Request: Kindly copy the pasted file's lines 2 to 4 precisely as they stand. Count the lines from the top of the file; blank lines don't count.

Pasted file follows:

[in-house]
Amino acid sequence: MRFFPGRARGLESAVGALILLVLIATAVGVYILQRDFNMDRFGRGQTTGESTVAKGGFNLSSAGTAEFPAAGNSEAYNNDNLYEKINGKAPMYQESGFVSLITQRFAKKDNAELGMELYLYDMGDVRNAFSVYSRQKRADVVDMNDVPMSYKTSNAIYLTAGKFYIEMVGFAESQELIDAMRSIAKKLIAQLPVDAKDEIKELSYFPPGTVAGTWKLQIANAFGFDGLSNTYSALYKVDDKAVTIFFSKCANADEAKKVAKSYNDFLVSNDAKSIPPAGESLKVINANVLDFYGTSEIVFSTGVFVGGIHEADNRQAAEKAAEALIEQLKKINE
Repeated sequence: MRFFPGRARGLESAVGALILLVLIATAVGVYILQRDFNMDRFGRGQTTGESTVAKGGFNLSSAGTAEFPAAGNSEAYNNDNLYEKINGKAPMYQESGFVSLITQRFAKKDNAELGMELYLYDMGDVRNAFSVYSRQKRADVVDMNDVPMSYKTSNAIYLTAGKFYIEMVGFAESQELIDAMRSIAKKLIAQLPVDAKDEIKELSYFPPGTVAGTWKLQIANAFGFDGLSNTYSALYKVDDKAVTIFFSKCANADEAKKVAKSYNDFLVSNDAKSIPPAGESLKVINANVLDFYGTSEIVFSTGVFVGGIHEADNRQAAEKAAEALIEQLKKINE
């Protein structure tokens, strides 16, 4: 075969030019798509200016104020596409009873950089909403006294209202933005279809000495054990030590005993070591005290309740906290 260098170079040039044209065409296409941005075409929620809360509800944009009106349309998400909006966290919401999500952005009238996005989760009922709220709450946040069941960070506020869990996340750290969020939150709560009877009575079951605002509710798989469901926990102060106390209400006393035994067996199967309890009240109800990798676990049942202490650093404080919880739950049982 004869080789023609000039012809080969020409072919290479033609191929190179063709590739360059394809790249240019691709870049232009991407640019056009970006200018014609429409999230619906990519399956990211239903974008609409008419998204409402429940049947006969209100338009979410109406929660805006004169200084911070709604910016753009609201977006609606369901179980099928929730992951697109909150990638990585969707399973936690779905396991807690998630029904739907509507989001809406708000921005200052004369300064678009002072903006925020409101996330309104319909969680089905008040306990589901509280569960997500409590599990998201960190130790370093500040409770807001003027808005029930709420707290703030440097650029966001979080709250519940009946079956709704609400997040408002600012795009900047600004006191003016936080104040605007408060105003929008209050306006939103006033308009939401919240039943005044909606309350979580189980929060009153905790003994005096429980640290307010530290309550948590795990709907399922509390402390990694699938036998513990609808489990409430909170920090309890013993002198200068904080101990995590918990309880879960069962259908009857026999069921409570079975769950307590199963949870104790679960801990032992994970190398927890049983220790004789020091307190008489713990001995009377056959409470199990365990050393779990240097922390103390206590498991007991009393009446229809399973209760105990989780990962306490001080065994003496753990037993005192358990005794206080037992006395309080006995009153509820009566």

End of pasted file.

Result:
Amino acid sequence: MRFFPGRARGLESAVGALILLVLIATAVGVYILQRDFNMDRFGRGQTTGESTVAKGGFNLSSAGTAEFPAAGNSEAYNNDNLYEKINGKAPMYQESGFVSLITQRFAKKDNAELGMELYLYDMGDVRNAFSVYSRQKRADVVDMNDVPMSYKTSNAIYLTAGKFYIEMVGFAESQELIDAMRSIAKKLIAQLPVDAKDEIKELSYFPPGTVAGTWKLQIANAFGFDGLSNTYSALYKVDDKAVTIFFSKCANADEAKKVAKSYNDFLVSNDAKSIPPAGESLKVINANVLDFYGTSEIVFSTGVFVGGIHEADNRQAAEKAAEALIEQLKKINE
Repeated sequence: MRFFPGRARGLESAVGALILLVLIATAVGVYILQRDFNMDRFGRGQTTGESTVAKGGFNLSSAGTAEFPAAGNSEAYNNDNLYEKINGKAPMYQESGFVSLITQRFAKKDNAELGMELYLYDMGDVRNAFSVYSRQKRADVVDMNDVPMSYKTSNAIYLTAGKFYIEMVGFAESQELIDAMRSIAKKLIAQLPVDAKDEIKELSYFPPGTVAGTWKLQIANAFGFDGLSNTYSALYKVDDKAVTIFFSKCANADEAKKVAKSYNDFLVSNDAKSIPPAGESLKVINANVLDFYGTSEIVFSTGVFVGGIHEADNRQAAEKAAEALIEQLKKINE
């Protein structure tokens, strides 16, 4: 075969030019798509200016104020596409009873950089909403006294209202933005279809000495054990030590005993070591005290309740906290 260098170079040039044209065409296409941005075409929620809360509800944009009106349309998400909006966290919401999500952005009238996005989760009922709220709450946040069941960070506020869990996340750290969020939150709560009877009575079951605002509710798989469901926990102060106390209400006393035994067996199967309890009240109800990798676990049942202490650093404080919880739950049982 004869080789023609000039012809080969020409072919290479033609191929190179063709590739360059394809790249240019691709870049232009991407640019056009970006200018014609429409999230619906990519399956990211239903974008609409008419998204409402429940049947006969209100338009979410109406929660805006004169200084911070709604910016753009609201977006609606369901179980099928929730992951697109909150990638990585969707399973936690779905396991807690998630029904739907509507989001809406708000921005200052004369300064678009002072903006925020409101996330309104319909969680089905008040306990589901509280569960997500409590599990998201960190130790370093500040409770807001003027808005029930709420707290703030440097650029966001979080709250519940009946079956709704609400997040408002600012795009900047600004006191003016936080104040605007408060105003929008209050306006939103006033308009939401919240039943005044909606309350979580189980929060009153905790003994005096429980640290307010530290309550948590795990709907399922509390402390990694699938036998513990609808489990409430909170920090309890013993002198200068904080101990995590918990309880879960069962259908009857026999069921409570079975769950307590199963949870104790679960801990032992994970190398927890049983220790004789020091307190008489713990001995009377056959409470199990365990050393779990240097922390103390206590498991007991009393009446229809399973209760105990989780990962306490001080065994003496753990037993005192358990005794206080037992006395309080006995009153509820009566």